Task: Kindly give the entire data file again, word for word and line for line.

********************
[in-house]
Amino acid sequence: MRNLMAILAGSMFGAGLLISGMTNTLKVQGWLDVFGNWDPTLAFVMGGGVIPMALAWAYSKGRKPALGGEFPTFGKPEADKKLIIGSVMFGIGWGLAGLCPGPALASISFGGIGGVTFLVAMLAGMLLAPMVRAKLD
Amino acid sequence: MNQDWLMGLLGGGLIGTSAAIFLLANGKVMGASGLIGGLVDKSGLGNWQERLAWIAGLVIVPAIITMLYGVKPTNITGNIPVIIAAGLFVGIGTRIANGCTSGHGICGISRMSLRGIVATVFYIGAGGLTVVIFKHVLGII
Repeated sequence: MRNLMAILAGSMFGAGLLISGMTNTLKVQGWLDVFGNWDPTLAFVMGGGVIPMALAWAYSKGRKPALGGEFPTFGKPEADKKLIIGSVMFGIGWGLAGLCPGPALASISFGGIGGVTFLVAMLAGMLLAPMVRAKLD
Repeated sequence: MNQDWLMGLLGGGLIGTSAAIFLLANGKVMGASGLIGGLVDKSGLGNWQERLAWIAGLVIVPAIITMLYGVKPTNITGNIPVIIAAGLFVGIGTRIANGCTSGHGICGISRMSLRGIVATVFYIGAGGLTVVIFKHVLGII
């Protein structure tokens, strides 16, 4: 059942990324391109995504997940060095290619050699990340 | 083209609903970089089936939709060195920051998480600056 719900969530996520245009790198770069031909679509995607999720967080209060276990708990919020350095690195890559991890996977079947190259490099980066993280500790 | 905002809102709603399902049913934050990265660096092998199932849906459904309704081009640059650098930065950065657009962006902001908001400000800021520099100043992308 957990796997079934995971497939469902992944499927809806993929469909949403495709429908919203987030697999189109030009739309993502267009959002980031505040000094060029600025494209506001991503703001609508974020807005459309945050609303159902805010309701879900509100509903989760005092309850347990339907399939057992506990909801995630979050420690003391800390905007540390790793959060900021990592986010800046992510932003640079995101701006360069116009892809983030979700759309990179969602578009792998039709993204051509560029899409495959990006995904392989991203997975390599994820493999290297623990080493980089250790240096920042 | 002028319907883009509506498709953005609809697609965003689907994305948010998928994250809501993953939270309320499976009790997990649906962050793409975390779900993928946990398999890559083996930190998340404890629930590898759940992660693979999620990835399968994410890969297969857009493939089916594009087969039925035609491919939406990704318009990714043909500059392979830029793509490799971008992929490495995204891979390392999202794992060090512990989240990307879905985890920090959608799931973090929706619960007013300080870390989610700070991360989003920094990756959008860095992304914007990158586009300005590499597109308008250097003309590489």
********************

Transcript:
[in-house]
Amino acid sequence: MRNLMAILAGSMFGAGLLISGMTNTLKVQGWLDVFGNWDPTLAFVMGGGVIPMALAWAYSKGRKPALGGEFPTFGKPEADKKLIIGSVMFGIGWGLAGLCPGPALASISFGGIGGVTFLVAMLAGMLLAPMVRAKLD
Amino acid sequence: MNQDWLMGLLGGGLIGTSAAIFLLANGKVMGASGLIGGLVDKSGLGNWQERLAWIAGLVIVPAIITMLYGVKPTNITGNIPVIIAAGLFVGIGTRIANGCTSGHGICGISRMSLRGIVATVFYIGAGGLTVVIFKHVLGII
Repeated sequence: MRNLMAILAGSMFGAGLLISGMTNTLKVQGWLDVFGNWDPTLAFVMGGGVIPMALAWAYSKGRKPALGGEFPTFGKPEADKKLIIGSVMFGIGWGLAGLCPGPALASISFGGIGGVTFLVAMLAGMLLAPMVRAKLD
Repeated sequence: MNQDWLMGLLGGGLIGTSAAIFLLANGKVMGASGLIGGLVDKSGLGNWQERLAWIAGLVIVPAIITMLYGVKPTNITGNIPVIIAAGLFVGIGTRIANGCTSGHGICGISRMSLRGIVATVFYIGAGGLTVVIFKHVLGII
């Protein structure tokens, strides 16, 4: 059942990324391109995504997940060095290619050699990340 | 083209609903970089089936939709060195920051998480600056 719900969530996520245009790198770069031909679509995607999720967080209060276990708990919020350095690195890559991890996977079947190259490099980066993280500790 | 905002809102709603399902049913934050990265660096092998199932849906459904309704081009640059650098930065950065657009962006902001908001400000800021520099100043992308 957990796997079934995971497939469902992944499927809806993929469909949403495709429908919203987030697999189109030009739309993502267009959002980031505040000094060029600025494209506001991503703001609508974020807005459309945050609303159902805010309701879900509100509903989760005092309850347990339907399939057992506990909801995630979050420690003391800390905007540390790793959060900021990592986010800046992510932003640079995101701006360069116009892809983030979700759309990179969602578009792998039709993204051509560029899409495959990006995904392989991203997975390599994820493999290297623990080493980089250790240096920042 | 002028319907883009509506498709953005609809697609965003689907994305948010998928994250809501993953939270309320499976009790997990649906962050793409975390779900993928946990398999890559083996930190998340404890629930590898759940992660693979999620990835399968994410890969297969857009493939089916594009087969039925035609491919939406990704318009990714043909500059392979830029793509490799971008992929490495995204891979390392999202794992060090512990989240990307879905985890920090959608799931973090929706619960007013300080870390989610700070991360989003920094990756959008860095992304914007990158586009300005590499597109308008250097003309590489």